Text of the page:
/*!40101 SET @OLD_CHARACTER_SET_CLIENT=@@CHARACTER_SET_CLIENT */;
/*!40101 SET @OLD_CHARACTER_SET_RESULTS=@@CHARACTER_SET_RESULTS */;
/*!40101 SET @OLD_COLLATION_CONNECTION=@@COLLATION_CONNECTION */;
/*!40101 SET NAMES utf8 */;
/*!40014 SET @OLD_UNIQUE_CHECKS=@@UNIQUE_CHECKS, UNIQUE_CHECKS=0 */;
/*!40014 SET @OLD_FOREIGN_KEY_CHECKS=@@FOREIGN_KEY_CHECKS,
FOREIGN_KEY_CHECKS=0 */;
/*!40101 SET @OLD_SQL_MODE=@@SQL_MODE, SQL_MODE='NO_AUTO_VALUE_ON_ZERO' */;
/*!40111 SET @OLD_SQL_NOTES=@@SQL_NOTES, SQL_NOTES=0 */;
I was able to keep the command prompt open so I could see what exactly was
goign on and if there was an error at the end, and there was.
mysqldump: Got error: 1044: Access denied for user 'user'@'%' to database
'test' when using LOCK TABLES.
I didn't know I locked the tables... or how to for that matter. I think if
you can walk me through unlocking them the script should hopefully work.

Then I tried using the root user account and it did dump the file... but i'm
not sure if it dumped the whole thing.
I just created a brand new db from a dump that I had made a while ago.
Thedump I imported happend to be 46.5MB. Now, when I ran this batch file the
dump it made is only 21.2MB. Can there be that much fluctuation in a dump?

If I zip up the original dump it compresses to 6.73MB
If I zip the new dump, it compresses to 6.25MB
I'd rather not use the root user in my bat so it would be nice to figure out
what permission/locking is preventing me from dumping with my other users.
Mar 27 '06 #5

P: n/a
"Robert Blackwell" <me@email.com> wrote in message
news:kiZVf.5145$VL2.5013@trnddc04...
mysqldump: Got error: 1044: Access denied for user 'user'@'%' to database
'test' when using LOCK TABLES.
I didn't know I locked the tables... or how to for that matter. I think if
you can walk me through unlocking them the script should hopefully work.
Locking tables is a normal part of the work done by mysqldump. The locking
is enabled by the "--lock-tables" option, which is implicit when using the
"--opt" option, which is the default. (How's that for convoluted?)

A user can lock tables only if he/she has been granted the LOCK TABLES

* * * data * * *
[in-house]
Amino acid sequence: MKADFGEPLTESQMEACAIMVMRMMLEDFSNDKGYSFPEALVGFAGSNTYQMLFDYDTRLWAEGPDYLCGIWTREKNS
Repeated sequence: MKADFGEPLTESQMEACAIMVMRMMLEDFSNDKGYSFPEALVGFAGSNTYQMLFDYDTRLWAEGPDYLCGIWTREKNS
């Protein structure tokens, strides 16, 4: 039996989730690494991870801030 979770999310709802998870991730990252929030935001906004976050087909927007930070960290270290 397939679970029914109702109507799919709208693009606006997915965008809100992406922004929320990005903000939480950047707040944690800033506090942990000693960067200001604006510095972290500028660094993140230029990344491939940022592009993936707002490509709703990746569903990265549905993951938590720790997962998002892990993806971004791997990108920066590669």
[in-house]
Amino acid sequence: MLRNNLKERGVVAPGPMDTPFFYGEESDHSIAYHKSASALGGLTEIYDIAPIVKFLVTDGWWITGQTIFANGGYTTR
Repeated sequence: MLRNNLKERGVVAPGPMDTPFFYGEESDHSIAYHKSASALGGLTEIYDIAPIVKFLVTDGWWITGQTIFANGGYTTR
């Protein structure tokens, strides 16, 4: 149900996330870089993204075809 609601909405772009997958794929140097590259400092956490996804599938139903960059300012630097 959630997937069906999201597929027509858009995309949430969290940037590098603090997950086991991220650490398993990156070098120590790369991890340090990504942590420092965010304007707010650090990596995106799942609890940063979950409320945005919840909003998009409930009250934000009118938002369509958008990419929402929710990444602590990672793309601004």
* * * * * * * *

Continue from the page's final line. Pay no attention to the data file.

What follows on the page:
privilege. Apparently, the user you're using to do the mysqldump lacks this
privilege, if you're seeing an Access Denied error.
Then I tried using the root user account and it did dump the file...
The root user is has all privileges, so it won't get the Access Denied
error.
I just created a brand new db from a dump that I had made a while ago.
Thedump I imported happend to be 46.5MB. Now, when I ran this batch file
the dump it made is only 21.2MB. Can there be that much fluctuation in a
dump?
Yes, it is possible for the output of two mysqldumps of the same database to
vary greatly in size, depending on the options used when running the
commands (e.g. --complete-insert, --extended-insert, etc.).

But if you want to double-check the databases, restore the dump file to some
new test database, and do some SELECT COUNT(*) queries on the tables.
Compare these to similar queries on your original table. If the results are
different, you know something is wrong. If the results are the same, you
know at least that the same number of records were backed up and restored
(but not necessarily that the content is intact).
I'd rather not use the root user in my bat so it would be nice to figure
out what permission/locking is preventing me from dumping with my other
users.


Yes, you can grant the right privileges as root:

mysql> use mysql;
mysql> GRANT SELECT, LOCK TABLES ON *.* TO 'user'@'%' IDENTIFIED BY
'password';

Regards,
Bill K.
Mar 28 '06 #6

P: n/a
Everything seems to hummin a long just fine now. Thanks a lot!
Mar 28 '06 #7